This week started with an unstable weather here and in the region. We had a thunderstorm on Monday night which continued until the early hours of Tuesday. On Wednesday Mauritiuswitnessed a thundery weather; offices and schools were dismissed earlier. The electricity went off for some time.
On Thursday the weather was cloudy but no thunderstorm as forecast over Rodrigues. Still there was some panic. The school authorities were concerned about the safety pf school children.
The tragic consequences of the torrential rain episode of 26 March in Mauritius are still vivid in their minds. And they know that regions like Riviere Cocos, Port Sud Est, Batatran in the east are particularly prone to flooding during heavy rainfall.
Precautions are even more important during thundery weather. Why? What special precautions are required? In order to answer these questions we need to understand the nature of a thunderstorm.
So let’s see what a thunderstorm is, how it is formed, how it strikes and how you can protect yourself.
A thunderstorm is a storm with lightning and thunder, heavy rain, gusty winds and sometimes hail. It occurs when the atmosphere is unstable. The air is warm and humid. Coupled with active cold fronts and sea breezes it rises to form cumulonimbus clouds with high vertical extent. These clouds, which may reach up to 12 km high, become highly electrically charged and are sometimes referred to as thunder clouds.
The rising air causes the charges to separate; the positive charges concentrate at the top and the negative charges at the base of the clouds. When these charges come into contact, as they certainly will with instability, they produce electrical discharges and huge sparks or thunderbolts. Lightning is visible and seconds after you can hear a rumbling sound, thunder. You see the lightning first because light travels faster than sound. The air temperature at the discharge point may reach about 27 000 oC.
Lightning and Thunder
Lightning is an electric current, a bright flash of electricity produced by a thunderstorm. It is very dangerous and is known to kill more people than tornadoes.
Thunder is caused by lightning which expands the air while finding a path to the ground. When the light is gone the air collapses back creating a sound wave we hear as thunder.
Thunder occurs in our region usually during the period December through April, about three times in a month and 17 days per year. On rare occasions, like this week, thunderstorm occurs in May also. The winter season doesn’t favour the formation of thunder clouds.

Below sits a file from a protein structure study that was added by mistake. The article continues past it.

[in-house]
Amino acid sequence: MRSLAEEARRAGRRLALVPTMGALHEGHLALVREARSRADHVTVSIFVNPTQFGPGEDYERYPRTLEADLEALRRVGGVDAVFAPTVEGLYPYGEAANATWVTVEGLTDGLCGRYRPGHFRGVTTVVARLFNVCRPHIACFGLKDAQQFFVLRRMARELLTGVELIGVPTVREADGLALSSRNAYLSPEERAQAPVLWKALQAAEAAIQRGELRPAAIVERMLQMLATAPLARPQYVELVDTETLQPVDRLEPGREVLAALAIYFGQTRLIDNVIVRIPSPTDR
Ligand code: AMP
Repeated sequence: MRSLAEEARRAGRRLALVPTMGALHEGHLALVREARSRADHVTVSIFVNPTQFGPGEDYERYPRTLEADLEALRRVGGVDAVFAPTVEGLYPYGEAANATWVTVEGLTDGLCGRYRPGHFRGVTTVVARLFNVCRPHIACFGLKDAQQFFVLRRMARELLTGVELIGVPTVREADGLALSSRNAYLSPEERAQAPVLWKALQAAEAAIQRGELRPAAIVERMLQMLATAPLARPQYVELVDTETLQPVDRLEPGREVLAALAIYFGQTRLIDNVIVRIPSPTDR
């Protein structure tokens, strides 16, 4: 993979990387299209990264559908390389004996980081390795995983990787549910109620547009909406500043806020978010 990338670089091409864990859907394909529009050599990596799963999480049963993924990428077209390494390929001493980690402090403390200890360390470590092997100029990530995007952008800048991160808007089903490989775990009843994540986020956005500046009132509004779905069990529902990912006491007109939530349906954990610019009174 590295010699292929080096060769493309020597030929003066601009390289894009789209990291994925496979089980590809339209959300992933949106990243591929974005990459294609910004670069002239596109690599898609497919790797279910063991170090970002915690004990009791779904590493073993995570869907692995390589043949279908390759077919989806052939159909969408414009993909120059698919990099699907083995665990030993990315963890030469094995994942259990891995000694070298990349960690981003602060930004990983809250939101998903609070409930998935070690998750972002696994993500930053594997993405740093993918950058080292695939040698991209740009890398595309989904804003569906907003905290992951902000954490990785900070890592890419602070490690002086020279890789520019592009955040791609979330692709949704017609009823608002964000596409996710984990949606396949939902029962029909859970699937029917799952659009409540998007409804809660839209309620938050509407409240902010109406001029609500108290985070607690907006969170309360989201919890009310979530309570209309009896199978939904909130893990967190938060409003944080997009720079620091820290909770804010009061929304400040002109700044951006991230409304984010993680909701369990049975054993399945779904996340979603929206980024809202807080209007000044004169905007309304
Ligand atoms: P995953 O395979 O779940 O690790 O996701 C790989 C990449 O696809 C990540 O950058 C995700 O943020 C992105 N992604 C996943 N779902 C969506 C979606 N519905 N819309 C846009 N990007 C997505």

Can you assess the distance of a thunderstorm?
Sometimes there’s only lightning, no thunder. Why? Well, the answer is simple. The thunderstorm is far from the point where you are, too far to be heard by the human ear. Usually beyond 10 km you cannot hear thunder.
But if you hear thunder and you want to calculate its approximate distance (in km) just divide by three the time (in sec) elapsed between the moment you see lightning and the moment you hear thunder. (To find distance in miles, divide time by 5).
And if you hear a deafening cracking sound almost momentarily after a lightning then it is most likely that the storm is overhead or very close to where you are. You need to be very vigilant.
Lightning takes the shortest path to the ground. Thus an object that is closer to the cumulonimbus cloud will be the prime target. Trees, mountain tops, high buildings, TV antennas, electric poles, masts, boats in the open sea and the highest point in a plain are all lightning targets. So the basic thing you can do is: stay away from these targets during a thunderstorm.
A lightning strike actually kills and may cause damage to buildings and structures and may even trigger a fire. You’ll protect yourself if you follow simple rules as outlined hereunder:
- Be on the lookout for darkening skies, lightning and increasing winds. These are precursors of a thunderstorm. Pay heed to the weather forecasts. Don’t wait for the rain to begin.
- If you hear thunder, go to a safe place immediately
- If you are at sea, rush to the shore and find a shelter immediately
- If you are in an open area, crouch down; but don’t lay flat, minimize contact with the ground
- If you cannot find a shelter stay away from any tree, at least twice as far away from it as it is tall
- If you are in a forest, seek shelter in a low area under small trees
- If you are on a mountain, climb down immediately
- If you are in a vehicle, stay inside. Don’t touch any metallic parts
- Do not take shower, wash hands, dishes or do laundry. Stay out of water as it is a good conductor of electricity.
- Disconnect all electrical appliances at home or in the office
- Don’t use the corded telephone. Mobile phone is safer.
- Stay off porches and away from doors and windows
- Protect your house or building by installing a lightning conductor or rod. It is a device that provides an easier path for current to flow to the earth than through your house or building. It is made of a vertical metal strip or rod, usually of copper or similar conductive material placed on the roof top and connected to the ground. This system was invented by Benjamin Franklin.
You can assume that the thunderstorm has ceased or moved away if you don’t observe lightning or thunder for at least 30 minutes. You can now resume your routine.